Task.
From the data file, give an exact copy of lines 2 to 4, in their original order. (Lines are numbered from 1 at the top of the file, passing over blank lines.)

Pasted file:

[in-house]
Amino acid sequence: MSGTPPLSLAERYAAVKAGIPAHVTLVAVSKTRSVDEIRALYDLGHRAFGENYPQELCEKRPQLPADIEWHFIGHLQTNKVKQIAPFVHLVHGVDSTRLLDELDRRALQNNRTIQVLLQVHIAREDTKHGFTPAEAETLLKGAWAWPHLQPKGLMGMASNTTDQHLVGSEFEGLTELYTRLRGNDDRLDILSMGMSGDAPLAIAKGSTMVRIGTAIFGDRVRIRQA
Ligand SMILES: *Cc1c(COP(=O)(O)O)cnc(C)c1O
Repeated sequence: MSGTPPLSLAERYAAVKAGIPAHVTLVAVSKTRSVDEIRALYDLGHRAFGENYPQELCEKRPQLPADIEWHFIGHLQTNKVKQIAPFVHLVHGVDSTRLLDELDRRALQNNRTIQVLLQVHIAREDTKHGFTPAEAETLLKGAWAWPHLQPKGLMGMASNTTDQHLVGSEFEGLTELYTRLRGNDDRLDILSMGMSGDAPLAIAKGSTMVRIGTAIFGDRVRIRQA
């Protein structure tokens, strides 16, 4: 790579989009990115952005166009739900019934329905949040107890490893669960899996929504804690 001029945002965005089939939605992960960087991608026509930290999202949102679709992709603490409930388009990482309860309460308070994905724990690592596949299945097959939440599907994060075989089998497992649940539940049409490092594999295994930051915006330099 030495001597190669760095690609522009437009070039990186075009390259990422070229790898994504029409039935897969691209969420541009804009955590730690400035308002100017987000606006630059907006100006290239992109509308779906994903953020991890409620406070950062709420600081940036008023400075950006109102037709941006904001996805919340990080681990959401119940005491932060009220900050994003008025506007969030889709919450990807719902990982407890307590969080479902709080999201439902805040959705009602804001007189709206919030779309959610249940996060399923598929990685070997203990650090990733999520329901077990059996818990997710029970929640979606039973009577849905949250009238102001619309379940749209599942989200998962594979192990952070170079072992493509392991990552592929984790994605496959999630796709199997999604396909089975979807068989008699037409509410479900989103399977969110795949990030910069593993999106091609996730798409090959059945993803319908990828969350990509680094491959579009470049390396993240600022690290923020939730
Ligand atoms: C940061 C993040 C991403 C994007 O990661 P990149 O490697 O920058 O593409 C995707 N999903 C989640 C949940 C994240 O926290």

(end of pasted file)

Amino acid sequence: MSGTPPLSLAERYAAVKAGIPAHVTLVAVSKTRSVDEIRALYDLGHRAFGENYPQELCEKRPQLPADIEWHFIGHLQTNKVKQIAPFVHLVHGVDSTRLLDELDRRALQNNRTIQVLLQVHIAREDTKHGFTPAEAETLLKGAWAWPHLQPKGLMGMASNTTDQHLVGSEFEGLTELYTRLRGNDDRLDILSMGMSGDAPLAIAKGSTMVRIGTAIFGDRVRIRQA
Ligand SMILES: *Cc1c(COP(=O)(O)O)cnc(C)c1O
Repeated sequence: MSGTPPLSLAERYAAVKAGIPAHVTLVAVSKTRSVDEIRALYDLGHRAFGENYPQELCEKRPQLPADIEWHFIGHLQTNKVKQIAPFVHLVHGVDSTRLLDELDRRALQNNRTIQVLLQVHIAREDTKHGFTPAEAETLLKGAWAWPHLQPKGLMGMASNTTDQHLVGSEFEGLTELYTRLRGNDDRLDILSMGMSGDAPLAIAKGSTMVRIGTAIFGDRVRIRQA